Posted by Rampant Coyote on November 3, 2016
These articles (I’m late linking to them) are about the “Gold Box” official adaptation of Advanced Dungeons & Dragons to computers. While they are officially entitled, “Why the Economy Sucks in SSI’s Gold Box Games,” they mostly talk about how the dice & paper evolved and how SSI adapted it – and the compromises they had to make to get a game intended for human moderation… and one riddled with confusing, sometimes contradictory rules.
I understand that even Gary Gygax himself didn’t adhere to the rules too strongly. IIRC, he included the weapon speed modifier tables at the behest of a player but never actually used them, and the encumbrance rules were more of a threat in his campaigns than a regularly-followed rule. If you seemed to be carrying too much crap around with you, it’d be time for an audit. And I guess the (cool-sounding but poorly implemented) psionics rules were lobbied for by Brian Blume, and Gygax later regretted putting them in there. (But hey, Dark Sun fans can be forever grateful… otherwise that might never have been a part of D&D).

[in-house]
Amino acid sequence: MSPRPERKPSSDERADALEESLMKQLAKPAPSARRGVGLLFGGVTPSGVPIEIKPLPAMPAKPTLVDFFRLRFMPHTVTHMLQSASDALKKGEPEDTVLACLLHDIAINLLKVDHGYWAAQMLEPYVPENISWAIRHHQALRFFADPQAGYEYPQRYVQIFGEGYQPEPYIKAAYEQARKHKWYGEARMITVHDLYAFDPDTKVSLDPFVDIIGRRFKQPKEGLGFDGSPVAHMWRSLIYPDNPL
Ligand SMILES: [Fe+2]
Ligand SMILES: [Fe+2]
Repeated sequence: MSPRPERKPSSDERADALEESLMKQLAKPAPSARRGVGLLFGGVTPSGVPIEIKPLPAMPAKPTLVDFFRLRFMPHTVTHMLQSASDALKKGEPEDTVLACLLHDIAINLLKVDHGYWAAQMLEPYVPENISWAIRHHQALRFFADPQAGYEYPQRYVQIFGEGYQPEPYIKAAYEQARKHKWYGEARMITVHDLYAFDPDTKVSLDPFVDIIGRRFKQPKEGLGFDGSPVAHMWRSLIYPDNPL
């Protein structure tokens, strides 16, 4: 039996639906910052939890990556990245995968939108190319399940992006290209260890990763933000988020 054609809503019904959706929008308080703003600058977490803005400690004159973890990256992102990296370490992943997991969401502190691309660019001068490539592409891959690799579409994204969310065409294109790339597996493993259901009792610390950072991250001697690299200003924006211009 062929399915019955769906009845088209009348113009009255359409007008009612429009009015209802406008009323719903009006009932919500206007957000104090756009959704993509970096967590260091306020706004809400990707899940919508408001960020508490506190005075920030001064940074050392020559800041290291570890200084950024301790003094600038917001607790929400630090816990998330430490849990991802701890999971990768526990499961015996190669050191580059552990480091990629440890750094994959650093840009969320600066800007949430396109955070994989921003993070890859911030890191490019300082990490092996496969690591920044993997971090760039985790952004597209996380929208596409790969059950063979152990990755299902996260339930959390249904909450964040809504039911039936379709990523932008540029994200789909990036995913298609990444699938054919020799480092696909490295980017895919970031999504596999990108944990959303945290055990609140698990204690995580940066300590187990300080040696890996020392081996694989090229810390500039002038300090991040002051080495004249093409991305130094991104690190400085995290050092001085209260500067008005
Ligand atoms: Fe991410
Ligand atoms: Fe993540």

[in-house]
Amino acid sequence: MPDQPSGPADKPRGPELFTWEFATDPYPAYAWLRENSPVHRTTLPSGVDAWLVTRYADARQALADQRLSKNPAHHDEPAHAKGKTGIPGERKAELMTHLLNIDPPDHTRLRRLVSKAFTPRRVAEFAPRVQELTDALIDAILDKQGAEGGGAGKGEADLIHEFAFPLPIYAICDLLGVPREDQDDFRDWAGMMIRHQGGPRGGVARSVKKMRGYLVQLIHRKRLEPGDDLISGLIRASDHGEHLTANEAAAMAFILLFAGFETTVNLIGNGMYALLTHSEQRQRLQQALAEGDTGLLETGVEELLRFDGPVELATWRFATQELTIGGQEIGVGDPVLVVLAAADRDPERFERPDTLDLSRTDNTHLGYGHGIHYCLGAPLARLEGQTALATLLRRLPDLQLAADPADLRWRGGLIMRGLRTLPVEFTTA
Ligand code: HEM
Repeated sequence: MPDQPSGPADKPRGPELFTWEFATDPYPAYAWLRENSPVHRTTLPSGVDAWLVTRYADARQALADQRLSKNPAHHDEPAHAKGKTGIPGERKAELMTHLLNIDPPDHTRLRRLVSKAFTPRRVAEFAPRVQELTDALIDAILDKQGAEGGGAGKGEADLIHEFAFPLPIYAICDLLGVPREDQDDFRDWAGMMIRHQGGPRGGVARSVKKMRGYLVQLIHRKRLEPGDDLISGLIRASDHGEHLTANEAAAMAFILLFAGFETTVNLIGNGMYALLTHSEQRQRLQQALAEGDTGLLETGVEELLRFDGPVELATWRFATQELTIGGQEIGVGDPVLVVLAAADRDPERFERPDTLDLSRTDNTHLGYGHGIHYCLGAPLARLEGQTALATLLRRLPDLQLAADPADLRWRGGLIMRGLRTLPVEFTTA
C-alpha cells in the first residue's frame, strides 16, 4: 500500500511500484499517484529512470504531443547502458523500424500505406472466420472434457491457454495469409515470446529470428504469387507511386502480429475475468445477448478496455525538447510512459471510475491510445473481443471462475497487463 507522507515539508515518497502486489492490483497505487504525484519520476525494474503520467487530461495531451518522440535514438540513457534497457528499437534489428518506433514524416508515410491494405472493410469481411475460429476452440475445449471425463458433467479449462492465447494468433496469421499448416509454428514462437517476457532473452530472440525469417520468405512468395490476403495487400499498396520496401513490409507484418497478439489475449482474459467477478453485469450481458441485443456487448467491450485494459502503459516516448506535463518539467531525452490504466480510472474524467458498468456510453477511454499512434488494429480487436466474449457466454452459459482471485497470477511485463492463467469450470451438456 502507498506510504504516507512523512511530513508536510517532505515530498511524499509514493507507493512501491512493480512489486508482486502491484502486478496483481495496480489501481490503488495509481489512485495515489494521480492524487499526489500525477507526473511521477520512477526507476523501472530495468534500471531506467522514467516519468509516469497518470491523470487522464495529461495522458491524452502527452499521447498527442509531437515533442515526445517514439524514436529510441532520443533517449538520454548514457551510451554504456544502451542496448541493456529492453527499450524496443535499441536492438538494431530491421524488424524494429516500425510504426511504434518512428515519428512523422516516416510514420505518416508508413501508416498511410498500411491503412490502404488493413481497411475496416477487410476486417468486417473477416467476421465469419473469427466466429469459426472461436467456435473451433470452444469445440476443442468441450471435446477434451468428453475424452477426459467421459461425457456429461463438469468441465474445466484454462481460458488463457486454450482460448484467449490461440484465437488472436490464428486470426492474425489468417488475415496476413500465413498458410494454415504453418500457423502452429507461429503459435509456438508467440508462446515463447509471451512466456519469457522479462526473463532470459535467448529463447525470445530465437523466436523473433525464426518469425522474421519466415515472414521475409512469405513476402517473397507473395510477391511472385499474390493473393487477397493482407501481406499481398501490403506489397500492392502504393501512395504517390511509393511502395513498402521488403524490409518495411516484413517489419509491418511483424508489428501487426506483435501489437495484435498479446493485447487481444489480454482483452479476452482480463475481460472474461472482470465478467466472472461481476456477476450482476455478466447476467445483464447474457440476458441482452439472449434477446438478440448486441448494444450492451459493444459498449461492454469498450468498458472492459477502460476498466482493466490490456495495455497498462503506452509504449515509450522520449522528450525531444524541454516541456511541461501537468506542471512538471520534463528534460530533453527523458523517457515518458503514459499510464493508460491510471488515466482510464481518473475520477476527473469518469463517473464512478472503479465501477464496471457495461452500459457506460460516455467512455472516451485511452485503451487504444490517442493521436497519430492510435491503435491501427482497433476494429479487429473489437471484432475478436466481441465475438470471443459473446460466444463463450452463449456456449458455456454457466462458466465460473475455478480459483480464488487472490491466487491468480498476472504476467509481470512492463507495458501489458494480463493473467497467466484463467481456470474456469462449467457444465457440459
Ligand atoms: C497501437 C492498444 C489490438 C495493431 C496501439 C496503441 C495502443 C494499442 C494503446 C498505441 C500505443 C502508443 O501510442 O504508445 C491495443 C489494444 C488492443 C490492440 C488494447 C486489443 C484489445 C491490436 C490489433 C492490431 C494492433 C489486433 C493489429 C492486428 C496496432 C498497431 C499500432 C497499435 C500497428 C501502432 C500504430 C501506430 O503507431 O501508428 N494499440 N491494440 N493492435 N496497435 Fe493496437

The second article goes more to the point of the economy, but it also paints a picture of how the “official” AD&D rules and its money sinks were quite a bit different from what most of us played. In some campaigns, we did do the whole paying-money-to-level-up thing, and we noticed right away that its only purpose was to keep the party very, very poor. And the whole idea of hiring a veritable army of henchmen, hirelings, and so forth… I don’t think we ever did something like that.
The thing is… a lot of the limiting factor in old-school AD&D was logistics. I’m a geek, and so I actually find logistical challenges interesting once in a while. A long while. Every game session, trying to pay all the hirelings and figure out how to haul all the treasure out of the dungeon and go from town-to-town to try and sell it all? No. That is not fun. That’s something to be abstracted out of the game, maybe mentioned in passing. It’s something one might be in the middle of doing when some other adventure happens.
An important thing to remember – as noted in the second post – is that there may be a weird treasure-accumulation problem in these games, but that’s noteworthy primarily because the games were not only outstanding in their time, but also quite enjoyable today, old-school graphics and UI clunkiness notwithstanding.
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